Director of such classic American films as Serpico (1973), 12 Angry Men (1957), Dog Day Afternoon (1975), and The Verdict (1982), Sidney Lumet passed away Saturday morning in his beloved town of New York City at age 86. Since 1957, Sidney Lumet, the most prolific American director of his generation, has deepened audiences’ awareness of social, ethical, and feminist issues through his distinguished films.

Sidney Lumet: Film and Literary Vision studies over thirty of Lumet’s most significant films and surveys other films and the television productions to reveal their enduring artistic and humanistic importance. In this second edition Frank Cunningham expands his analysis of Lumet’s earlier films and examines his later work, from A Stranger Among Us (1992) to Gloria (1999).

“A pioneering study. . . . Not only a necessary and welcome first step toward according Lumet the scholarly attention he deserves, but also a fine place to begin the appreciation of our generation’s most prolific major film-maker.”– Film Quarterly

Also Available:

Street Smart: The New York of Lumet, Allen, Scorsese, and Lee

New York has appeared in more movies than Michael Caine, and as a result of overfamiliarity, the City poses a problem for critics and casual moviegoers alike. Audiences mistake the New York image of skyscrapers and glitter for the real thing, but in fact the City is a network of small villages, each with its unique personality. Street Smart offers a novel approach to understanding the cultural influences of New York’s neighborhoods on the work of four quintessentially New York filmmakers: Sidney Lumet, Woody Allen, Martin Scorsese, and Spike Lee. Richard A. Blake examines their home villages—from Flatbush and Fort Green in Brooklyn to the Lower East Side of Manhattan—to enrich our critical understanding of the films of four of America’s most accomplished contemporary filmmakers.

“Part cultural study and part film analysis, Blake turns to four of the city’s most revered auteurs to offer readers a lesson in true New York.”– MovieMaker

 

Read the full New York Times obituary below, or here.

Continue reading

Scott Eyman and the Wall Street Journal review “Von Sternberg”

If you were reading the Wall Street Journal this past Friday, November 12, you would have seen yet ANOTHER UPK book review. Scott Eyman, author of Empire of Dreams: The Epic Life of Cecil B. DeMille, took a closer look at Von Sternberg by John Baxter, the first biography of the legendary Hollywood director. Read the Wall Street Journal review below:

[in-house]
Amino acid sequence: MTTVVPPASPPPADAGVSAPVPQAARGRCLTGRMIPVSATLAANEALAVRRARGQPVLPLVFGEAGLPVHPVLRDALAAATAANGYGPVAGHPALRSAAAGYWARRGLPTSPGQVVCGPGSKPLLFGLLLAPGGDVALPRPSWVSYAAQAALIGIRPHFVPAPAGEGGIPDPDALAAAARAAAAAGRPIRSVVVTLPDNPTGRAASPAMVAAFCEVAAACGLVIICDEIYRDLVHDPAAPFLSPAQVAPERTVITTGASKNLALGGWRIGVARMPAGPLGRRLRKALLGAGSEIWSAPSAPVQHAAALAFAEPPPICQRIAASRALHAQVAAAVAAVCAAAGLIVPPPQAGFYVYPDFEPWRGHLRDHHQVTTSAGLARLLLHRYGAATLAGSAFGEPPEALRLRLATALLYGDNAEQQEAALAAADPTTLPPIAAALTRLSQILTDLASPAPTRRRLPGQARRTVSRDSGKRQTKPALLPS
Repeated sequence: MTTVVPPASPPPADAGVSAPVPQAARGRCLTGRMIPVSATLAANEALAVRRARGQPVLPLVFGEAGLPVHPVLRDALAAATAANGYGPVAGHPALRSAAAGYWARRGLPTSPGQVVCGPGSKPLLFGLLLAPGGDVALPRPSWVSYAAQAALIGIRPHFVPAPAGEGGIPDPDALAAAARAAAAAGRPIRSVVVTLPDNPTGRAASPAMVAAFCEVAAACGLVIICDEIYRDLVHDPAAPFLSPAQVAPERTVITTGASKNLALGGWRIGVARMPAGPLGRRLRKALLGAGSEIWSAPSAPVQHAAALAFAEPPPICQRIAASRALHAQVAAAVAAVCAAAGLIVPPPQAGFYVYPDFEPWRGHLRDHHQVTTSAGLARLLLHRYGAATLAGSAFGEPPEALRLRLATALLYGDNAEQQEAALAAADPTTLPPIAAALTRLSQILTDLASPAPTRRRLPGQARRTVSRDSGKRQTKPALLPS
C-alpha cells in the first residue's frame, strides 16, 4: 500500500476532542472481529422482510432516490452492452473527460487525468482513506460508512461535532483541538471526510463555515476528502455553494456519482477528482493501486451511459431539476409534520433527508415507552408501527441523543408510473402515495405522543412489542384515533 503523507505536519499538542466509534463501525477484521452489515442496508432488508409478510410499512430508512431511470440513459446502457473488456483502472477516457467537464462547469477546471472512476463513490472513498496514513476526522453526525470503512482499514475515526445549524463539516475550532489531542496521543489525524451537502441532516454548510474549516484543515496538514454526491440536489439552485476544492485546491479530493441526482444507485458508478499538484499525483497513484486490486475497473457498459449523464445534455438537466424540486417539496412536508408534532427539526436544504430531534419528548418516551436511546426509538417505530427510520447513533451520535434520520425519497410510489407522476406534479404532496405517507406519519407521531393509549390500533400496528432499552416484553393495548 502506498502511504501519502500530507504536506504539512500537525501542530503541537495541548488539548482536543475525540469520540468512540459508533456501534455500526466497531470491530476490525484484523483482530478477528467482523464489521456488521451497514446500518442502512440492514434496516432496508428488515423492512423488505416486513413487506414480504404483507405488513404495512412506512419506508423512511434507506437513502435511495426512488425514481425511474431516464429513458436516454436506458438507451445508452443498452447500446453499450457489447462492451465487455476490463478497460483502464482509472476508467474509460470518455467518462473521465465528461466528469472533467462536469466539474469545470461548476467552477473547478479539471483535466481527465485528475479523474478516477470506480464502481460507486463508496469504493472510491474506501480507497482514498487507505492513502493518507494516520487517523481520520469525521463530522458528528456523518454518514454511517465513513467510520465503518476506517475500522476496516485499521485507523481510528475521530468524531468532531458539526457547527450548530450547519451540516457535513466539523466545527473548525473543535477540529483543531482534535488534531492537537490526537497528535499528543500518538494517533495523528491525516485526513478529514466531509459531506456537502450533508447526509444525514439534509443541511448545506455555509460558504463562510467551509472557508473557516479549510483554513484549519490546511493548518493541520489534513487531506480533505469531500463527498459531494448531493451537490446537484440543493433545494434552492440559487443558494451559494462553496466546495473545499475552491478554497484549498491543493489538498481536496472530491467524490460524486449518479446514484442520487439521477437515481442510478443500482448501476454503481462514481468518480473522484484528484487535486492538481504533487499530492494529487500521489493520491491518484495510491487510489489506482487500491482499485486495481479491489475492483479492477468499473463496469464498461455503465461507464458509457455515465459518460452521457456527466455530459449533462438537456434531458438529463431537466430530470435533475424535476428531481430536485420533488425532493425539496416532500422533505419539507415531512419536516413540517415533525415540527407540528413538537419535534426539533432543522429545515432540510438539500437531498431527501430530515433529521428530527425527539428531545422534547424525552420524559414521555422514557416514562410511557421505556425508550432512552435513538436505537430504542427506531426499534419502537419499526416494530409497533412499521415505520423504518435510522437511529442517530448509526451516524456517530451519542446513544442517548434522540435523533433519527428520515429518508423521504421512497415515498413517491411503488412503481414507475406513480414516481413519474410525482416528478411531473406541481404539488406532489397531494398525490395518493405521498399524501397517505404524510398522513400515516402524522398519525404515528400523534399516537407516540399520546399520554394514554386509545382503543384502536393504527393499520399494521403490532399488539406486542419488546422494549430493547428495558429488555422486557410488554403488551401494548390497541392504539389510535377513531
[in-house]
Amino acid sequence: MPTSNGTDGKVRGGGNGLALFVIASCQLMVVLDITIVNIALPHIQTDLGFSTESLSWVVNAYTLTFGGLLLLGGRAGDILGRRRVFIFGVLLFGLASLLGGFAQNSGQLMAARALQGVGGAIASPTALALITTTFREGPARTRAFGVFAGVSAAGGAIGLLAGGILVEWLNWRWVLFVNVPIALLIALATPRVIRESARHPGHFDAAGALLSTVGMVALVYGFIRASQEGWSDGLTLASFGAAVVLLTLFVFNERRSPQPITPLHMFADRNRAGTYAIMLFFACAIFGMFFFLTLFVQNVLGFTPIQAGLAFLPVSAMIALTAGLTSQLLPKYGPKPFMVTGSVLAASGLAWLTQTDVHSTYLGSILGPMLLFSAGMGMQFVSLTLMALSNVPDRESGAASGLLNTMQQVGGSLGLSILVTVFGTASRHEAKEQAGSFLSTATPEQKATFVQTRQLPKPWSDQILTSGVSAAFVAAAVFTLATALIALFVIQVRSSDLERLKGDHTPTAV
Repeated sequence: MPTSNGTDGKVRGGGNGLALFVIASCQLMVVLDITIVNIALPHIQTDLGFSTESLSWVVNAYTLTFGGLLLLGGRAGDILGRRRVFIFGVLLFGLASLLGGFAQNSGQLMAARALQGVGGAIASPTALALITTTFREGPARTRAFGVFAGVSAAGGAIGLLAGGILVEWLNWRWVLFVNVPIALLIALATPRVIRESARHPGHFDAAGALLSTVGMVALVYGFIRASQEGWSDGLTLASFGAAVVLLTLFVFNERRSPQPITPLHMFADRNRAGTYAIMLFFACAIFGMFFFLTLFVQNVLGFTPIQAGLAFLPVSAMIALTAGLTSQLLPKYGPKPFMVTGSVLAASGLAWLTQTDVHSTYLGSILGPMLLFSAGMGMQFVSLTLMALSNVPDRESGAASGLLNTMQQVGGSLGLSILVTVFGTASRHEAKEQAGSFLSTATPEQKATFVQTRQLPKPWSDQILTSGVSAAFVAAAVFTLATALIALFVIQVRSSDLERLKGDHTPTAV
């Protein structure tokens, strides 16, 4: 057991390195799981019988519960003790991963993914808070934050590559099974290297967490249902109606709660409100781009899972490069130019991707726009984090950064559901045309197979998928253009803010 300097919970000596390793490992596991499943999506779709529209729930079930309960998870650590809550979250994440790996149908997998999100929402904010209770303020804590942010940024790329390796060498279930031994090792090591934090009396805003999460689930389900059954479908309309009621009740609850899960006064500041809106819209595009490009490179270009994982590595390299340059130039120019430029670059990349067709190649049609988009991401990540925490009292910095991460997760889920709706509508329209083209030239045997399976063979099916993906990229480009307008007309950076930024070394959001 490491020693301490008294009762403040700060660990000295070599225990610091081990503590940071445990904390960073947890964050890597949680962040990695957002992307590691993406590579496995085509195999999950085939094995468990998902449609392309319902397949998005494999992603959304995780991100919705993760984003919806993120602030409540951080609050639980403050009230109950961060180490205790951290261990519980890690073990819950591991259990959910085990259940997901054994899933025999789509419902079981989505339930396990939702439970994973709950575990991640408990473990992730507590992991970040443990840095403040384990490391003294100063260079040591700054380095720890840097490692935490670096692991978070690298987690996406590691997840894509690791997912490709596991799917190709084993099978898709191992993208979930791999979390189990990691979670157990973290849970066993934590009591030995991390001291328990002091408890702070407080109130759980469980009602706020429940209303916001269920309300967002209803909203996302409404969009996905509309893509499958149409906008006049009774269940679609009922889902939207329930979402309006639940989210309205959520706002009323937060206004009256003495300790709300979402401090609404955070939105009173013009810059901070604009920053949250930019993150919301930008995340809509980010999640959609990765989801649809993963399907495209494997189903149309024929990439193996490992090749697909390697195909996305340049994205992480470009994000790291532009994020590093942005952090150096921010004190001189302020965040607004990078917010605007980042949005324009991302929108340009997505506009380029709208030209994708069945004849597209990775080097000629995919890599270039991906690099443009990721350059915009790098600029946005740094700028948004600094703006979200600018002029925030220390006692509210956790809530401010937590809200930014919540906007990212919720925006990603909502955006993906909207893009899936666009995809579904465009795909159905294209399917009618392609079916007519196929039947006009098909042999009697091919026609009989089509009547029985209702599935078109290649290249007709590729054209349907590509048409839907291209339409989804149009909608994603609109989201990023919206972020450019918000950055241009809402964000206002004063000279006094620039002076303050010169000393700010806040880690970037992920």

The Unhappiest Man in Hollywood

Josef von Sternberg’s prideful, obsessive nature made him a great director—and an impossible individual

By SCOTT EYMAN

In the early studio era, when many film directors adopted imperial pretensions and ruled by fear, nobody had more pretensions or was more feared than Josef von Sternberg.

BOOK_REV1

Everett CollectionFATEFUL AFFAIR Von Sternberg and Marlene Dietrich on the set of ‘The Blue Angel’ (1930).

He was a man who kept large, aggressive dogs, who avoided direct eye contact, who presented his opinions as incontrovertible fact and who treated everyone with unconcealed disdain or contempt. On the set, he had a blackboard; if crew members or actors wanted to talk to him, they had to write their names on the blackboard, and he’d schedule an appointment. “The only way to succeed,” he once said, “is to make people hate you. That way they remember you.”

It was all a pose, but a brilliantly played one. In fact, von Sternberg was a diminutive Viennese immigrant, the son of a Jewish lace worker and a loner with one of the worst cases of short-man’s disease on record. Born Jonas Sternberg, he added the “von” because it sounded more regal (besides, it had worked for Erich von Stroheim). The truth of von Sternberg’s life was that his towering facade of vanity barely concealed a yearning for abasement that he would capture with stunning accuracy in such films as “The Blue Angel” (1930) and “The Devil Is a Woman” (1935).

Throughout John Baxter’s bio graphy of von Sternberg— the first for this director—the author is very good on the films and on von Sternberg’s lapidary technique. Although he was mostly reared in New York, aesthetically von Sternberg was utterly European. In his rapturously ornate visuals, he was determined to find ways to make the image, the moment, come alive.

Continue reading